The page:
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Matthew Continetti

Senior Fellow, American Enterprise Institute

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GOP might be disappointed after key Virginia, Kentucky elections

Oct 05, 2023

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Incumbent Gov. Andy Beshear (D) and Attorney General Daniel Cameron (R) are facing off in November in Kentucky’s gubernatorial election. This race will serve as a significant test to determine if a Democratic incumbent can secure victory in a deeply conservative state. Meanwhile, Virginia will hold elections for seats in both houses of the state’s General Assembly, potentially impacting contentious issues like abortion access.

Straight Arrow News contributor Matthew Continetti suggests the outcomes of these elections may provide valuable insights into voters’ sentiments regarding former President Donald Trump. Continetti argues these results could shape the political landscape leading up to the next presidential election.

In Virginia, popular Republican Governor Glenn Youngkin aims to win full control of the state legislature. He’s been careful to stress the economy and education in his appeals to voters, and he’s been helped by flawed Democratic candidates. The term-limited Youngkin could use a good election night as a springboard to a presidential or Senate race. But first, he must win.

In Kentucky, Republican State Attorney General Daniel Cameron hopes to unseat incumbent Democratic Governor Andy Beshear. Polling for this race has been infrequent and somewhat unreliable. Yet it shows Beshear leading Cameron outside the margin of error.

These warning signs explain why Donald Trump has picked several high-profile fights with pro-life leadership. Trump can see the Republicans have been underperforming since the Supreme Court decision on Roe. He’s triangulating between pro-life leaders and a public wary of outright bans on abortion.

Trump’s bigger problem is that he can’t triangulate from himself. Even if Trump convinces voters that he won’t ban abortion in a second term, he will have to deal with his persistent high negative ratings. And though he’s competitive with Biden in national polls, his gains among minority voters don’t necessarily translate into swing state victories. A good night for Republicans in Virginia and Kentucky would mean that the party can win in a pro-choice environment. But it will still have to deal with independent voters who are allergic to Donald Trump.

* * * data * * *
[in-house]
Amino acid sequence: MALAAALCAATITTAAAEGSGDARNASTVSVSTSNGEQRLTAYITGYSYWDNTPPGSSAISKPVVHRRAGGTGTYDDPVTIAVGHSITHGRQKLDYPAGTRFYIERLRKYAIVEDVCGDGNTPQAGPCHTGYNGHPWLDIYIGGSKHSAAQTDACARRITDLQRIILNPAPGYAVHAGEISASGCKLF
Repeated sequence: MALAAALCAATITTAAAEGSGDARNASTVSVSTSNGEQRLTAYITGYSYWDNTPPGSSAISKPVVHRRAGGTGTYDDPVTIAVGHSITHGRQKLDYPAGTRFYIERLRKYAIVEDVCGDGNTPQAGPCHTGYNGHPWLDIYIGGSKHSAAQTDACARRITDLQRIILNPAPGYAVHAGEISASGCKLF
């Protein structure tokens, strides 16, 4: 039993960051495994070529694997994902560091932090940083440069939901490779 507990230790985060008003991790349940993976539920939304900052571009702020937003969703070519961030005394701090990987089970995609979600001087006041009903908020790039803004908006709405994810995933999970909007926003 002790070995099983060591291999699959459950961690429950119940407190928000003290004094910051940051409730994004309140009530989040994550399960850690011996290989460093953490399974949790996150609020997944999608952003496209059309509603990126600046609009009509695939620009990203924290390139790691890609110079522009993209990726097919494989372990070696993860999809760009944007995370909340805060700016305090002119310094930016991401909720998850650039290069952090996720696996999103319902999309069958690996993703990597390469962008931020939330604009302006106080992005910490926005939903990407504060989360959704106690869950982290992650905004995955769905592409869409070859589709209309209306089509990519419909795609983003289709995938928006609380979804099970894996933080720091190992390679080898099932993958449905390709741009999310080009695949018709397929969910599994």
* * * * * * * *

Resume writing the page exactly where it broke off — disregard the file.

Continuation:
Something strange has been happening in American politics. The same public that disapproves of President Biden and says the nation is on the wrong track continues to vote for the party that Biden leads. The next test of democratic resilience will be this year’s elections in Virginia and Kentucky. The results will tell us a lot about the political landscape ahead of a presidential year. And Republicans might be disappointed. The unusual trend of voters distinguishing between Biden and down ballot Democrats has been going on for the past year. The GOP entered the 2022 midterm campaign with high hopes democratic margins in Congress were narrow. The out party tends to do well in midterm elections, and Joe Biden’s poll numbers were in the danger zone. Republican expectations grew as Biden struggled to cope with inflation, the economy, the migrant crisis, and crime. Analysts and commentators including me, predicted that a red wave would wash over Washington. We said that the 2022 result would look like GOP landslides in 1994 2010 and 2014. We were wrong. Republicans did carry the House of Representatives but by a disappointing margin, and Republicans lost a Senate seat dropping to a 49 to 51 minority. The red wave petered out. There were many waves in Florida and New York to be sure, but nothing that spread across the country. When you examine the results, you find that independent voters in the suburbs turned against GOP candidates who were seen as loyal to Donald Trump or extreme on abortion, or both. My colleague Phillip Wallach found that in competitive House districts, Trump endorsed candidates underperformed baseline expectations by five points. Trump endorsed Senate candidates such as Mettmann Oz and Pennsylvania, Herschel Walker in Georgia and Blake masters in Arizona last as well. Meanwhile, according to the Fox News, voter analysis, Democrats trounced Republicans among the super majority of voters, who said that the Supreme Court’s reversal of Roe v Wade was an important factor in their vote. Abortion has dogged the political right throughout the past year. The pro life cause has been dealt serious blows and swing states such as Michigan and Wisconsin and in red states, such as Kansas and Ohio. Chicago’s far left Mayor Brandon Johnson won his City’s Democratic Party primary by calling his opponent, former schools chief Paul vallas a secret pro life Republican. In a September memo, the Democratic legislative Campaign Committee, which handles state legislative races announced the Democratic candidates have been over performing in special state legislative elections by seven points. This pattern makes November’s contests in Virginia and Kentucky even more important if Democrats there continue to defy Joe Biden’s bad reputation. The GOP will be in serious trouble next year. In Virginia, popular Republican Governor Glenn Younkin aims to in full control of the state legislature. He’s been careful to stress the economy and education in his appeals to voters and he’s been helped by flawed Democratic candidates. The term limited Younkin could use a good election night as a springboard to a presidential or Senate race. But first he must win. In Kentucky Republican State Attorney General Daniel Cameron hopes to unseat incumbent Democratic governor andy beshear. Polling for this race has been infrequent and somewhat unreliable. Yet it shows Bashir leading Cameron outside the margin of error. These warning signs explain why Donald Trump has picked several high profile fights with pro life leadership. Trump can see the Republicans have been underperforming since the Supreme Court decision on roe he’s triangulating between pro life leaders and a public wary of outright bans on abortion. Trump’s bigger problem is that he can’t triangulate from himself. Even if Trump convinces voters that he won’t ban abortion in a second term, he will have to deal with his persistent high negative ratings. And though he’s competitive with Biden in national polls, his gains among minority voters don’t necessarily translate into swing state victories. A good night for Republicans in Virginia and Kentucky would mean that the party can win in a pro choice environment. But it will still have to deal with independent voters who are allergic to Donald Trump.